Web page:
Battelle is providing instrumentation, software, training and subject matter expertise to help Ohio BCI deploy, evaluate and validate MPS in their forensic laboratories. Employees from Battelle are being embedded in their London, Ohio facilities to support ongoing systems integration and validation activities. During the course of the project, Battelle will provide:
This will be the first time many of these technologies have been fully implemented in a working forensic laboratory. The Ohio BCI project will help to establish best practices and validate methods that can be applied in other forensic laboratories across the country.
The Ohio Bureau of Criminal Investigation has a staff of more than 400 employees within its four main divisions: laboratory, investigations, administration and identification. Ohio BCI operates three crime labs in Ohio, located in London, Bowling Green and Richfield, and processes more than 7,000 DNA cases each year. Over 19,000 offender investigative leads have been made by the Ohio database.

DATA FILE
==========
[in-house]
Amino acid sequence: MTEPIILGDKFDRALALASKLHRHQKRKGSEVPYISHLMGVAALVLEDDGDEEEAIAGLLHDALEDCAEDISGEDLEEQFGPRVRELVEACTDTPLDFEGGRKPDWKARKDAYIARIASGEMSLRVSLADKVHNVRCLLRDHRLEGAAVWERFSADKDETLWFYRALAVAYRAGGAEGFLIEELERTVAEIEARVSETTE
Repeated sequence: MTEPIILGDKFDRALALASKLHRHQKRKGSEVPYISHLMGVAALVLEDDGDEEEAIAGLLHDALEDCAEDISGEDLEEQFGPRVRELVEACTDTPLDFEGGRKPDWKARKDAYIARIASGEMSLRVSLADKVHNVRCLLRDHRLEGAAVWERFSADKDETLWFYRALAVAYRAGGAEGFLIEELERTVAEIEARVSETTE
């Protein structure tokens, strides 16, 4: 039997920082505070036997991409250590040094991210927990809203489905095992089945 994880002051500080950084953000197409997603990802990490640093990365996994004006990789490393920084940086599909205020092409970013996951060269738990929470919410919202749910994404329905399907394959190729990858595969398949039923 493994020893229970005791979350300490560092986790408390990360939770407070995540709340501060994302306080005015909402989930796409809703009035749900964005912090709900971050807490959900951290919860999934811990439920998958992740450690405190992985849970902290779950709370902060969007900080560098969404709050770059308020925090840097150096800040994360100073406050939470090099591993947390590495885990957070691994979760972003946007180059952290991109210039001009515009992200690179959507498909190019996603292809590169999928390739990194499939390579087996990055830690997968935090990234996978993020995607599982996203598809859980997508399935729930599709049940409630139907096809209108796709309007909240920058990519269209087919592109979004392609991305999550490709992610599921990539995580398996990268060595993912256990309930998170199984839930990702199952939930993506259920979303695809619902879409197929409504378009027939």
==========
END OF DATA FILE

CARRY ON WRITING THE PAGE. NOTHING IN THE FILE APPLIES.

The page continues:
Are there novel genetic markers that can be used for more precise subject identification in forensic investigations? How can we know if a particular microbe carries the genes for resistance to an antibiotic? These are just a few of the questions Dr. Sara Nitcher has tackled for Battelle’s clients. Read More
Dr. Craig Bartling is unlocking the secrets contained in proteins to shed new light on problems ranging from pathogen identification to forensic analysis. He is working to find new applications for proteomics for medical diagnostics, intelligence, law enforcement and environmental management. Read More